Using, an 80kg (176-pound) rider will go 200 miles into a 10kph (6mph) headwind on a 2 percent grade in 20 hours by averaging 160 watts of power output. This is not an unreasonable estimate of power output for a rider of this weight over 200 miles of gravel riding, and 8 watts would constitute 5 percent of it. I don’t think anyone would intentionally give up 5 percent of their power for 20 hours. Again using, increasing power output in the above example by 8 watts would chop 40 minutes off of the finishing time. I’m guessing that many 55-year-old age-groupers would gladly switch tires to take 40 minutes off of their race time.
― Lennard

Dear Lennard,
Thanks for the well-reasoned answer about tire testing methodology. “And for a bit more comfort and almost the same speed, I’d go with 32mm.” For what it’s worth, Alex Moulton did a lot of research on rolling resistance for his small-wheel suspended bikes, including low-speed instrumented testing (inside an aircraft hangar with no wind) and detailed collaboration with Dunlop. The size he chose for the AM series, where one tire had to satisfy a variety of customers? 32-369mm!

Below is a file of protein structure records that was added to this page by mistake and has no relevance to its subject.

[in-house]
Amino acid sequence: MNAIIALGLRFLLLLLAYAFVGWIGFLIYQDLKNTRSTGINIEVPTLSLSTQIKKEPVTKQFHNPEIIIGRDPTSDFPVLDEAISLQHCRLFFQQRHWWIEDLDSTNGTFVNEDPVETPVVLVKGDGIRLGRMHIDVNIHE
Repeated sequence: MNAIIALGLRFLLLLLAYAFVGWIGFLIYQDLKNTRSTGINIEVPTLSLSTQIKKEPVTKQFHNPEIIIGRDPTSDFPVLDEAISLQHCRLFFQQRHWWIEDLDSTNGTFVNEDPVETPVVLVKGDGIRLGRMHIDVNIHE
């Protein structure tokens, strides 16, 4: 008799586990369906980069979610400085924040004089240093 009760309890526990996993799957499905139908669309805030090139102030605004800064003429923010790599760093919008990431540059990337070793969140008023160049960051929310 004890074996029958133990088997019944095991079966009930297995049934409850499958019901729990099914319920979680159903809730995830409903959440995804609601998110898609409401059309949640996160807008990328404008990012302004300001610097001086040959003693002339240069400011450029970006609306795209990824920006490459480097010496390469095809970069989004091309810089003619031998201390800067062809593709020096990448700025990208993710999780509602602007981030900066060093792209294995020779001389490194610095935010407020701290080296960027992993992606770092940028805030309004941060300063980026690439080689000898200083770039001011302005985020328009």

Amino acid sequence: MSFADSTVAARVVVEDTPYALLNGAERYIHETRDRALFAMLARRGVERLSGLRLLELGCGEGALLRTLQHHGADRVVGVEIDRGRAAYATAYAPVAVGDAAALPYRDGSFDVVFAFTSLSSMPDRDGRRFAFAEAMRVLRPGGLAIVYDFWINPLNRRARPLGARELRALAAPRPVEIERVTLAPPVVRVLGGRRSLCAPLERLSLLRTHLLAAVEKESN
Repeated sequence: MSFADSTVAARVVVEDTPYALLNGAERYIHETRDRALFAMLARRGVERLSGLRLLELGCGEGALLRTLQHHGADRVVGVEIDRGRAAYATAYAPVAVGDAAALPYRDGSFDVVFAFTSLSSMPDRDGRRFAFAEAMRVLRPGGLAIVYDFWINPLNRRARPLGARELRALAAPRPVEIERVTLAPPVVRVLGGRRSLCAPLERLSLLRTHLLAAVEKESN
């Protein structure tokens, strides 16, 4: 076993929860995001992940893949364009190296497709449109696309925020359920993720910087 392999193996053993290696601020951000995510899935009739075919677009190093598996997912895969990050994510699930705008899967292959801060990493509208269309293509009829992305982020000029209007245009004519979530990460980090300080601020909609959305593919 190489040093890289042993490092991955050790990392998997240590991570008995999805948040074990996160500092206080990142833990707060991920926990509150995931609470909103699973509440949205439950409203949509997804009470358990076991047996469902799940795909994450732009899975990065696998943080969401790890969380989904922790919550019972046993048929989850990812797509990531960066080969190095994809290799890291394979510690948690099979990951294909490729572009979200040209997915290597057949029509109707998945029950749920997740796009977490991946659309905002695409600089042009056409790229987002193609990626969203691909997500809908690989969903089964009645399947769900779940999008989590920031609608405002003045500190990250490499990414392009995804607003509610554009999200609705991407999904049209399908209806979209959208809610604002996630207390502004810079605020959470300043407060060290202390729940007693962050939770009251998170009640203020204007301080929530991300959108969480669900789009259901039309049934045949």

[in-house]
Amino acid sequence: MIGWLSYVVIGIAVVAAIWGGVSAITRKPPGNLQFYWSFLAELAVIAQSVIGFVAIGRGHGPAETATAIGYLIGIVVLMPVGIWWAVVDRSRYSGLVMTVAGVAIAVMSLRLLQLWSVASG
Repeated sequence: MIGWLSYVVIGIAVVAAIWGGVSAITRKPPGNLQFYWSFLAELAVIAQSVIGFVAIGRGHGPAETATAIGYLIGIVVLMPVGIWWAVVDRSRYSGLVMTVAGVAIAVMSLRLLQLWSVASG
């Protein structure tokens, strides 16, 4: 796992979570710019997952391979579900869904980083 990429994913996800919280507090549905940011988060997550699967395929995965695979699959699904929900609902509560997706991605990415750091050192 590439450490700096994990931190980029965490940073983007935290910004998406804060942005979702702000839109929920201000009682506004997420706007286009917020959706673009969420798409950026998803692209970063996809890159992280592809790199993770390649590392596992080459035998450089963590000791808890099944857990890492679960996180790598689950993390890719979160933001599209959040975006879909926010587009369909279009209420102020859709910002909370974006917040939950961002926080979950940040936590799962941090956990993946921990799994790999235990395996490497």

— Doug

Dear Lennard,
I recently purchased an inner tube patch kit and proceeded to patch three tubes. They all held air at first, but left overnight, all three deflated.
I would like to purchase a kit that works! Can you offer any advice on this subject?
— Charlie

Dear Charlie,
I’ve always had good luck with Rema TipTop patches and adhesive. Let the glue dry until it’s no longer wet—only tacky—before applying the patch. Don’t peel the clear plastic backing off the patch after applying the patch. Nobody cares what it looks like when it’s inside of the tire, and peeling that plastic layer off can peel up the edges of your patch.